If you’ve read some of my other articles for Ask.Audio, you might already be aware that I put together my eurorack system with the intention of processing field recordings. At some point I decided it would be fun to connect a mic to my system and try processing environmental sounds in real-time. I set up my case on my balcony, aimed a shotgun mic at the nearby maple tree, put together a patch, and recorded a few takes.
It proved to be an interesting challenge, reacting to unexpected surges of wind rustling the leaves in the trees, loud passing vehicles, and the chirping of a crosswalk. Of course I realized that if I wanted to do this again in a different environment, I was going to have to acquire some kind of portable power supply. Researching and deciding what to get proved to be a confusing enough process that I thought it would be useful to share my experience as an article.
A big part of the inspiration for this project came from Anne Annie’s Modular Roadtrip on YouTube. If you haven’t come across it already, you should really check it out. In this series of videos, she perches her system within various beautiful landscapes and records it on location to produce equally beautiful pieces of ethereal ambient music that effectively evokes the setting. From creeping through the comments I learned that she originally had used a power pack made for jumping car batteries, then later switched to a Goal Zero Yeti 150. Similarly, on the Make Noise Instagram feed they posted some videos of systems used outdoors with the hashtag #vcenvironment. The comments there said that they were using a Paxcess unit for their 7U 208HP case.
I reached out to Anne Annie, and she was kind enough to share her experiences with the Goal Zero. She said that it can power her 6U 90HP case for two hours but has never actually run it until it died. She also offered the following: “My advice for a fellow field tripper is to sometimes take a step back, enjoy where you are and let it truly influence the music. Sounds a bit cheesy, but in my experience my field trips are always a bit of a mess. Working around battery times, weather, people giving you odd looks, camera angles etc, whilst trying to create a track can be a bit hectic.
I find I become most inspired when I let go of a solid ‘plan’ or my preconceived idea of where things are going and simply let the nature and my surroundings take me where they will.” Having filmed myself doing a few patches, I know how distracting it can be to worry about camera angles, lighting, and not blocking the shot with my arm, even in a controlled environment. Outdoors there’s even more factors out of your control, so I think it’s very good advice to slow down and make a point of reminding yourself that you’re doing this for fun in a setting meant to inspire you. She also let me know that she has a new album on the way, so it might be out on her Bandcamp page by the time you read this article.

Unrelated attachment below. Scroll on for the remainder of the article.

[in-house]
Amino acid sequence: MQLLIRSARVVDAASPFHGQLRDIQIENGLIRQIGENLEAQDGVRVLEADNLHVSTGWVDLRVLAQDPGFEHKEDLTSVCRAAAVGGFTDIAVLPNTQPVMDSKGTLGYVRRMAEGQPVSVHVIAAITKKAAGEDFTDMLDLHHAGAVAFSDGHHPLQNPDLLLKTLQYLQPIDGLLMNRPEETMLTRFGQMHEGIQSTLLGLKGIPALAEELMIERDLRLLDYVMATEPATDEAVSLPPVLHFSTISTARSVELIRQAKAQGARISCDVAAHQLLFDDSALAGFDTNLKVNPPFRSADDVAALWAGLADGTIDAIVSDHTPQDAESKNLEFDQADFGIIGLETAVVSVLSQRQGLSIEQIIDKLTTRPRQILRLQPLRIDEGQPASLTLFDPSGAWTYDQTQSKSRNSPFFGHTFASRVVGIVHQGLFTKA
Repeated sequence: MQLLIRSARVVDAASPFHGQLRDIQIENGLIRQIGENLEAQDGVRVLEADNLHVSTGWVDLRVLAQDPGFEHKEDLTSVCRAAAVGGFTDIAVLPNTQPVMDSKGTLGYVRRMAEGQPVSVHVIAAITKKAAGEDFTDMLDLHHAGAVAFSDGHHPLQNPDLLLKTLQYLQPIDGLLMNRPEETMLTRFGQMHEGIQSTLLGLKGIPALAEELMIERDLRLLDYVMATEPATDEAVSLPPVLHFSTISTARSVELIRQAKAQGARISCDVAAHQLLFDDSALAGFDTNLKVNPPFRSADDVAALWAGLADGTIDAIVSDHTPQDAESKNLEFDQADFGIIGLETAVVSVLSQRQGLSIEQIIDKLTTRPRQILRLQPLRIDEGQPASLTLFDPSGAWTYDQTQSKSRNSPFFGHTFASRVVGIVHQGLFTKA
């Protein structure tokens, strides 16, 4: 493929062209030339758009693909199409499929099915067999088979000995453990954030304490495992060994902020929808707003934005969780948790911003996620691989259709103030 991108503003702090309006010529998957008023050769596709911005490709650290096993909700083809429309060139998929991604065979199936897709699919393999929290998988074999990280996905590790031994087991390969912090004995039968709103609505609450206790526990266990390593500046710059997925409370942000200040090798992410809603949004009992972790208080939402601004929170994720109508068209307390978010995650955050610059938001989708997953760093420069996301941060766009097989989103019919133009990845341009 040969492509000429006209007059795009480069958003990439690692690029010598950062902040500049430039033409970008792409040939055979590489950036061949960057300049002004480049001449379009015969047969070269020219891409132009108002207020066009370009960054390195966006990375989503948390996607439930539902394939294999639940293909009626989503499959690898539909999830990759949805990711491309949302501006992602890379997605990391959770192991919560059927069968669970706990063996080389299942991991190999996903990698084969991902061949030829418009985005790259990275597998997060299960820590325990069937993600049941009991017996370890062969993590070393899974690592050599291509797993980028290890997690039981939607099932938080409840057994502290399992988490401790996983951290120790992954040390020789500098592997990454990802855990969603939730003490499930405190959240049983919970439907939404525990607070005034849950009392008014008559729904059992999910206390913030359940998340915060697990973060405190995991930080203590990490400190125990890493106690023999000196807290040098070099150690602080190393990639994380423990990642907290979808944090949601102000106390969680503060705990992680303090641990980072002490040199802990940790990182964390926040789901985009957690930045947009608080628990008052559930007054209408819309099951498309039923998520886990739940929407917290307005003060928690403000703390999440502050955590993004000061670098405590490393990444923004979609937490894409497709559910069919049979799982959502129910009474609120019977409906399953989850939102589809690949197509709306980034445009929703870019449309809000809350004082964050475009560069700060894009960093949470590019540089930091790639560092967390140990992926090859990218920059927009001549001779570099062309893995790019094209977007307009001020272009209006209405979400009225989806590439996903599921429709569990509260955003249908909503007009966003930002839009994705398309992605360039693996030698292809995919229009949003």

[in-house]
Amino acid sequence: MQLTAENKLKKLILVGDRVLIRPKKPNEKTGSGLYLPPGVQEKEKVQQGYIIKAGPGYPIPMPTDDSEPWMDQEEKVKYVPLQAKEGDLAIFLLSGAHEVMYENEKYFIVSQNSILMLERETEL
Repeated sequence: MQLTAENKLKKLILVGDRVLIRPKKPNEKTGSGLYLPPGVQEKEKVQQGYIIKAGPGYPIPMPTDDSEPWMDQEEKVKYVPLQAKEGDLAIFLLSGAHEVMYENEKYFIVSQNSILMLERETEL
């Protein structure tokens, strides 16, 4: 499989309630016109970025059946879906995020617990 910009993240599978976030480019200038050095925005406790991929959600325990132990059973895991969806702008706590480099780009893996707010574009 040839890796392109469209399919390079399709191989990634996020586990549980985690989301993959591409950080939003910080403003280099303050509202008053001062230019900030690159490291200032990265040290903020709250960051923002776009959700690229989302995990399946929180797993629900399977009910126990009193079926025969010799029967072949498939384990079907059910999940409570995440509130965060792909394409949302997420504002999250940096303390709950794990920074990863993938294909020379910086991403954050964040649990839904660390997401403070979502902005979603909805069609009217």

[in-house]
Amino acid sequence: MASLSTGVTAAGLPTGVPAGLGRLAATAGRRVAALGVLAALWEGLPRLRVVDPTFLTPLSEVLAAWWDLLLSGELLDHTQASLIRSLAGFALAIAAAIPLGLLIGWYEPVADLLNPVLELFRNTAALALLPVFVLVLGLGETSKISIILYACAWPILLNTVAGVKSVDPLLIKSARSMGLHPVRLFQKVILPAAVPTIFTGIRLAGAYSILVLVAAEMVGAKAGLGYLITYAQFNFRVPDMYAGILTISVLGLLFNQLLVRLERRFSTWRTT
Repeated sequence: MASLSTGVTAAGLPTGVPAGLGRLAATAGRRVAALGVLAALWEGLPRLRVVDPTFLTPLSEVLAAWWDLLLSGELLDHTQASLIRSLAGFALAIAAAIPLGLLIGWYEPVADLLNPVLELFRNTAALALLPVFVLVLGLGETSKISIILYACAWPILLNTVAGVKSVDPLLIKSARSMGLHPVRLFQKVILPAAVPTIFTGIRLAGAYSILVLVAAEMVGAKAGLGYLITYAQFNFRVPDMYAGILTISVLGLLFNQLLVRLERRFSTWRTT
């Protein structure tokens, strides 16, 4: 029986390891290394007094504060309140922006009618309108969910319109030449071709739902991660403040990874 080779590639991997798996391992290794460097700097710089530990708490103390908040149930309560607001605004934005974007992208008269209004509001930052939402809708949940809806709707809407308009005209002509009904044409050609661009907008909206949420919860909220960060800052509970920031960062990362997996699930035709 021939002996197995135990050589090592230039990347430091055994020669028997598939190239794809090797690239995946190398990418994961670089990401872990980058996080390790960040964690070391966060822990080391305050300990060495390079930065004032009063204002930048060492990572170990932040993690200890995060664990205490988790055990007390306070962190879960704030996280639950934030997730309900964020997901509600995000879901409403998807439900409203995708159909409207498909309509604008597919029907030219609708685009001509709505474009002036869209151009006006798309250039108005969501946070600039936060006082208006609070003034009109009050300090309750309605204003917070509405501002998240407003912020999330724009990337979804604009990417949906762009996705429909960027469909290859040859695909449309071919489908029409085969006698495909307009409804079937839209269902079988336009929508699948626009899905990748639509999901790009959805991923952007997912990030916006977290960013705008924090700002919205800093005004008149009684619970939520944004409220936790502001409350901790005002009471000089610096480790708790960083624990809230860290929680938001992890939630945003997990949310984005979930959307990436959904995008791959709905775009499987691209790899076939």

Discovering the Goal Zero and Paxcess models at least gave me a starting point to begin my search. At least I knew that these two units would in theory work with my 7U 104HP Intellijel performance case. Unfortunately for me, neither seemed to be available in Canada. The Yeti 150 seemed to be out of stock everywhere, and Paxcess did not offer their products to the Great White North. This is where things got a little weird. While looking for alternatives, I couldn’t help but notice how many suspiciously similar products were out there. The Paxcess one in particular seemed to crop up under a number of different brand names.
Taking my search to the forums confused me further. I found a number of threads where people were looking for almost the exact same solution as me and the responses were all over the map with very few satisfying or consistent resolutions. Many recommended the DIY approach to rig something up with a car battery, but my confidence to make something like this work in a reliable manner was very low. Others said that they owned the more high end Goal Zero portable power packs, but these seemed like overkill for my needs.
Some power packs boast that they feature a pure sine wave inverter that accurately matches the type of AC power provided by a standard home outlet. If they don’t specify this, they probably have a modified sine wave inverter. As usual, you pay a premium to get the pure stuff. The importance of a pure sine versus a modified sine in powering musical equipment was not something I was able to definitively determine. I’m sure a pure sine wave is better and would have less potential for noise but most of the warnings I found were regarding devices with AC motors and medical equipment.